and that the average life of the tax-and-loan account will be 10

A bank that has been allotted 100 units

of the new security

at price P can plan to sell its allotment on a when-issued basis
at price M.

It thus can count on obtaining $10011 in Federal funds

on the day of issue.

Out of these proceeds it needs to deposit

$15P with the Federal Pveserve for reserve requirements and it needs

-11to pay an additional $85P 10 days later—on average—when the taxand-loan account is called,

During 10 days, the bank has at its

disposition $100M— $15P which it can use for an interest-earning
investment of its chosing.

The value of this earning power can be

measured by the going rate on Federal funds.

Suppose the cost of

$100M-$15P for 10 days, at the going Federal funds rate, is V.
At the end of 10 days, then, the bank can expect to have obtained
extra earnings valued at V*

Hence the bank would break even as

an underwriter if its eventual payment of $100P should equal the
funds that it has obtained, namely, $100M 4- V,
Thus the break-even underwriting price for the bank can
be computed by solving for P in this equation:

100P - 100M -- V


M -- V/100

If the going rate on Federal funds is R, V can be
calculated as follows in this example:

V = [10(R)/360]IIOO(M) - 15 (P)]
Substituting equation (2) into equation (1):


P - M + [10(R)/360][M - .15(P)]
By algebraic manipulation, equation (3) can be transformed


P = M 360 -- ICR

10R (.15)

As represented in equation (4), P represents the issue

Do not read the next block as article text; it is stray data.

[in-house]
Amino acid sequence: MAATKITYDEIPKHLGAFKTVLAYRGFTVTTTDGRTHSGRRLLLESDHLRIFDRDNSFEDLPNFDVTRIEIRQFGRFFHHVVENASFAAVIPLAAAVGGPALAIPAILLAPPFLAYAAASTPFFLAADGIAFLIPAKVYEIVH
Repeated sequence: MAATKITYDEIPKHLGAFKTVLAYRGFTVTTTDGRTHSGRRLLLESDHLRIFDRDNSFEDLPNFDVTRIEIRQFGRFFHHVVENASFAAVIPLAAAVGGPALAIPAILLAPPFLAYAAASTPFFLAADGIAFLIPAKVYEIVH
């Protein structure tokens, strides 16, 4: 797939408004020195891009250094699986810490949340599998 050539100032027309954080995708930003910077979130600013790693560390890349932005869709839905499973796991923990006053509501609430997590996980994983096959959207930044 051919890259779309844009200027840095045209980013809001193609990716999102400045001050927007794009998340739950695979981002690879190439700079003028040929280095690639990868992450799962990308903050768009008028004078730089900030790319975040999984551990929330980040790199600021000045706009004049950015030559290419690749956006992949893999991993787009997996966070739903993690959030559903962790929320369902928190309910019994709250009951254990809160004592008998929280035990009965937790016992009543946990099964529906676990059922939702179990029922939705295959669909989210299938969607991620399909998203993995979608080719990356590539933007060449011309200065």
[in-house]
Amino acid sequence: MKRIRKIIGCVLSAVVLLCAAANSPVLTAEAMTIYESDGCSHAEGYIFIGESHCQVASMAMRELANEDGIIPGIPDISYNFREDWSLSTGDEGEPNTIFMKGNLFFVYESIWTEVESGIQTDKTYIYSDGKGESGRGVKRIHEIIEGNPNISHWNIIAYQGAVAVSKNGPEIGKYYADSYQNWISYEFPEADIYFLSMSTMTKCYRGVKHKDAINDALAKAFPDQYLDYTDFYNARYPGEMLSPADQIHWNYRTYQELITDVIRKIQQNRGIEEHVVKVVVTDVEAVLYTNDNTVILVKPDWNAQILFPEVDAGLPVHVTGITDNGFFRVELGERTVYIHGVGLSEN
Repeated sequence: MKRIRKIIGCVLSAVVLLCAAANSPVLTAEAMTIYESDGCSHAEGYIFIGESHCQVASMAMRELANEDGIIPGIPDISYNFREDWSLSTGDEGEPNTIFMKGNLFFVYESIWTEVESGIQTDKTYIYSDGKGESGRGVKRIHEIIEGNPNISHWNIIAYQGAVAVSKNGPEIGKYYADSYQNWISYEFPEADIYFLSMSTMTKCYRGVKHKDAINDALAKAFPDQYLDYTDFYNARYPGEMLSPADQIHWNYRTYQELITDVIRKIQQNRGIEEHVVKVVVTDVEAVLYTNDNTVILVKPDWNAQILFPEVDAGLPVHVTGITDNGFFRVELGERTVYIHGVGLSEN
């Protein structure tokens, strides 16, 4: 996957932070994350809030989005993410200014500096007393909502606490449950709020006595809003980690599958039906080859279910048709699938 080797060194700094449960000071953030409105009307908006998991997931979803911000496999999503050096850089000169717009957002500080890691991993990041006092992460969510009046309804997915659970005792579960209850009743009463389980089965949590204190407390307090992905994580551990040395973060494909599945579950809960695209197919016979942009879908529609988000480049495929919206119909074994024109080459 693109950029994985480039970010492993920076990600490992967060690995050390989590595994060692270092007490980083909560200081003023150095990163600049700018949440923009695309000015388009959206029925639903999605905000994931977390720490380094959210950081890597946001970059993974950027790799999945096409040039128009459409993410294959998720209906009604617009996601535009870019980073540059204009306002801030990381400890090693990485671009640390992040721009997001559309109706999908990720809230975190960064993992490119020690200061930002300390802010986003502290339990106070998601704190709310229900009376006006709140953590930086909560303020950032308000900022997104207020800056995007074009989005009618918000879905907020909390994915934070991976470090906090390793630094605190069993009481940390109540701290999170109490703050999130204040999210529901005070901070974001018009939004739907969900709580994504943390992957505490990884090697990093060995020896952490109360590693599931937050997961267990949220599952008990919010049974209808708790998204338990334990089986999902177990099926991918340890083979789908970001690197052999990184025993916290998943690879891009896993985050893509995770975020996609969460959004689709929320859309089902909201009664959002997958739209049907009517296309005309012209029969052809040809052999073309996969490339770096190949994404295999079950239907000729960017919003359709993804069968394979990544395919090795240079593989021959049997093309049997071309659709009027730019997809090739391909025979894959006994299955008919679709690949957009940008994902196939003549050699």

price at which an underwriting bank would expect to break even.


-12Whenever the actual issue price is below P, but greater than M,
banks can achieve underwriting profits, but nonbank dealers would
tend to suffer losses as underwriters.

Allotted To
Nonbank Commercial Nonbank Commercial
issued to
Financings Dublic 5/ Dealers
(In billions of dollars)


Selected Bill Auctions
1. All bills with tax-and
loan eligibility 2/
2. One-year bills without
tax-and-loan eligibility



Selected Coupon Issues
1. All issues with tax-and
loan eligibility
















maturing within 2 years 3/
maturing after 2 years 4/








Cash exchanges—(not taxand loan eligible)






maturing within 2 years
maturing after 2 years














Excess of Market
Ask - Price Over
Issue Price 1/



Less than $50 million dollars.
Average ask prices at close of first three days of when-issued trading compared to issue prices.
In six auctions, included here, only 50 per cent of payment was eligible for tax-and-loan accounts.
Includes a 1-year, 7-month note issued October 11, 1961, (with 75 per cent of payment eligible for tax-and
loan accounts), a 1-year, 4-month note issued April 8, 1964, and 9-month certificate issued January 19, 1966.
Includes a 7-year, 8-1/2 - month bond issue January 24, 1962, a 6-year, 4-month bond issued April 18, 1962,
and a 7-year, 2-month bond issued June 20, 1963.
The data on bill auctions include allotments to Federal Reserve Banks and Government investment accounts;
the data on coupon issues exclude such allotments.